One of our readers pointed me to this mashup created by KPBS in San Diego that combines critical evacuation information like neighborhoods affected, closed roads, nearest evacuation center, etc. Yahoo News has a story on the mashup too.
This post has two points: 1) To spread the word about the mashup to anyone affected by the SoCal fires. Last I heard, 350,000 people were being evacuated. 2) To underline the fact that New Web has really useful applications for emergency management.
I was just talking to Paul today about Twitter. We followed a similar path to Twitter, i.e. we started off thinking it was ridiculous, then used it a little and weren’t convinced, and now are finally seeing some value. This is content for another post, but the point is that a lot of the classic hallmarks of Web 2.0 (blogs, micro-blogs, social networks, etc.) are considered by many to be trivial wastes of time.
Not so, as evidenced by the mashup KPBS created. Or by the live reports of the shootings at Virginia Tech campus that surfaced through blogs. Or by the first reports of an earthquake in Mexico City surfaced as tweets on Twitter. Or by the mashups created with Google Maps to chronicle the devastation of Hurricane Katrina.
This list will get longer and longer, and some relief agencies have already incorporated them into disaster plans, e.g. the Red Cross has both a blog and a Twitter feed (by way of Dennis McDonald) and the LAFD has been using Twitter to spread fire information along with other 2.0 tools.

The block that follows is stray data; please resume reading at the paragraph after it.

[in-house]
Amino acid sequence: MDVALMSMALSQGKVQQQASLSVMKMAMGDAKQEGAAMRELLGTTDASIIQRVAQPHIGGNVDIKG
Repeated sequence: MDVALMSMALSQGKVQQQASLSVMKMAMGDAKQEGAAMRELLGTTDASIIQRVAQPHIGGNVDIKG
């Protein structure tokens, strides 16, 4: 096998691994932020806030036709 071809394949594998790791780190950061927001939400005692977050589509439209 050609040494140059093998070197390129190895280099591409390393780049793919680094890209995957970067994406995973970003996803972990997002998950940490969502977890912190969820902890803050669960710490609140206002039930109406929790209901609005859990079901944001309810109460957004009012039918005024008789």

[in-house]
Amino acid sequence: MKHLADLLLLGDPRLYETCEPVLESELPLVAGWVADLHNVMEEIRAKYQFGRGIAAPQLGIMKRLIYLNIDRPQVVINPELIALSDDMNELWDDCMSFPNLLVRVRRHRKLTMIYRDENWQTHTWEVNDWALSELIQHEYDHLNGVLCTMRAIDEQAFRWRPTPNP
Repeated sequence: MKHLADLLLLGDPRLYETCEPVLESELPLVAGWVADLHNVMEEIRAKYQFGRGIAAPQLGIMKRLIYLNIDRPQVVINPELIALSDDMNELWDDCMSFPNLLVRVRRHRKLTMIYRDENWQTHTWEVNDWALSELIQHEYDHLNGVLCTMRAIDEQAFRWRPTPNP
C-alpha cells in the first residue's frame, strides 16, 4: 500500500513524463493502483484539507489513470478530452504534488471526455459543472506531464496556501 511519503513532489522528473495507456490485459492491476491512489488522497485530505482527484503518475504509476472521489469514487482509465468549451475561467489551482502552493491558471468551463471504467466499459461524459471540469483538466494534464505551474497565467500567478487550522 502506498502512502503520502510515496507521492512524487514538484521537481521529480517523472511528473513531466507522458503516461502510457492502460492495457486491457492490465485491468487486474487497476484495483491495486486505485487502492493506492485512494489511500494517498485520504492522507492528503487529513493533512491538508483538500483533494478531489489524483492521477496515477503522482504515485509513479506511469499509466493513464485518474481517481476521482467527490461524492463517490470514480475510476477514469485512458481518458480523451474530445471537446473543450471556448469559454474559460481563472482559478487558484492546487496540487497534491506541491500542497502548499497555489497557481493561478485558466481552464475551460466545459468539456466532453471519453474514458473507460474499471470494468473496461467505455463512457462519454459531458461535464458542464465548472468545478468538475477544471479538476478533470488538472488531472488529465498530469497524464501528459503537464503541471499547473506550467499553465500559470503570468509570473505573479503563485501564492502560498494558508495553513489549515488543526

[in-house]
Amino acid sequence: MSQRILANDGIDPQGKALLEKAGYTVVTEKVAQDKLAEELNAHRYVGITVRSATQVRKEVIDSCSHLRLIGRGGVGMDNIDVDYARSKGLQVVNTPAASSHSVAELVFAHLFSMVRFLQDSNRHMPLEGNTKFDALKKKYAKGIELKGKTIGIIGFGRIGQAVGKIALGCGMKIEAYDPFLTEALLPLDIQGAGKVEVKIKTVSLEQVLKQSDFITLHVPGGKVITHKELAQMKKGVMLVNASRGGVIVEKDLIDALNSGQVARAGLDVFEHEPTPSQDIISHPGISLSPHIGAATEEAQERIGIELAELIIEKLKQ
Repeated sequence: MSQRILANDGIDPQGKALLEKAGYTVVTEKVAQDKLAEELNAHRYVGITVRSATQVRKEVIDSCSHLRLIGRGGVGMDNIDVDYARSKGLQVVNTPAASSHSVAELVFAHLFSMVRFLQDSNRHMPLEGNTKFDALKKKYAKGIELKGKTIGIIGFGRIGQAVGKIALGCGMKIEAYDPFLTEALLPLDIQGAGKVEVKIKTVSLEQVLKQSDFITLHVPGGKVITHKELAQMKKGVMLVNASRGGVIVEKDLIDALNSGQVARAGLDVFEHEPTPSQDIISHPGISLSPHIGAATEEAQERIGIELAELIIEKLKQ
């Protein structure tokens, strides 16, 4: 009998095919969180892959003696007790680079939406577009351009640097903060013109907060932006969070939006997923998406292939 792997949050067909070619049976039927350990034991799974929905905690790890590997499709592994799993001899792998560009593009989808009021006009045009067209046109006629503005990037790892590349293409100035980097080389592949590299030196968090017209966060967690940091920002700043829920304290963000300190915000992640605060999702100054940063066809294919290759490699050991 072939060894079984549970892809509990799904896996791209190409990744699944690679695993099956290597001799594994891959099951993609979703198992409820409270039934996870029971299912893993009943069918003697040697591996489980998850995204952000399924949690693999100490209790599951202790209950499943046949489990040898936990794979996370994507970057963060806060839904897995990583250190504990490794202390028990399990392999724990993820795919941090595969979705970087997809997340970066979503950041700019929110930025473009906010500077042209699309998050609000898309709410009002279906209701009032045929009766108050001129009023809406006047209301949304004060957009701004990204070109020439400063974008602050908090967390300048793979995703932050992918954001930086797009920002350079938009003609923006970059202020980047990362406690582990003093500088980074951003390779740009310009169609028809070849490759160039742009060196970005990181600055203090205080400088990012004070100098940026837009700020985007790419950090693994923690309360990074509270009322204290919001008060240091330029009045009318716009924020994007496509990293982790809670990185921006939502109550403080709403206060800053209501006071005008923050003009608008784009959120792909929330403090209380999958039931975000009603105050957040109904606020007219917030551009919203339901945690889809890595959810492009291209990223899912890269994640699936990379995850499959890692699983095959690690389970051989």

These are all great examples of how New Web can be used to help people in a crisis. Many of these services, like Twitter, have versions optimized for mobile phones too, so people can get information anywhere without a computer.
Anyway, I wish the best to anyone affected by the fires. I saw them firsthand in October 2003, and you really can’t fathom how bad they are unless you’re near one. It’s not just the fires, which incidentally are incredibly dangerous for fire fighters. It’s the cleanup, the terrible air quality, the animal shelters full of homeless pets, and the landslides come Winter, created by the burnoff of vegetation. My wife and I rescued 60 cats who were going to be euthanized from an animal shelter in San Bernadino after the fires in 2003. We got amazing support from the San Francisco SPCA and other organizations in Los Angeles.
Once the fires are out and the immediate danger has passed, these people are not entirely safe. The ramifications of wildfires continue months after the actual fires have been extinguished.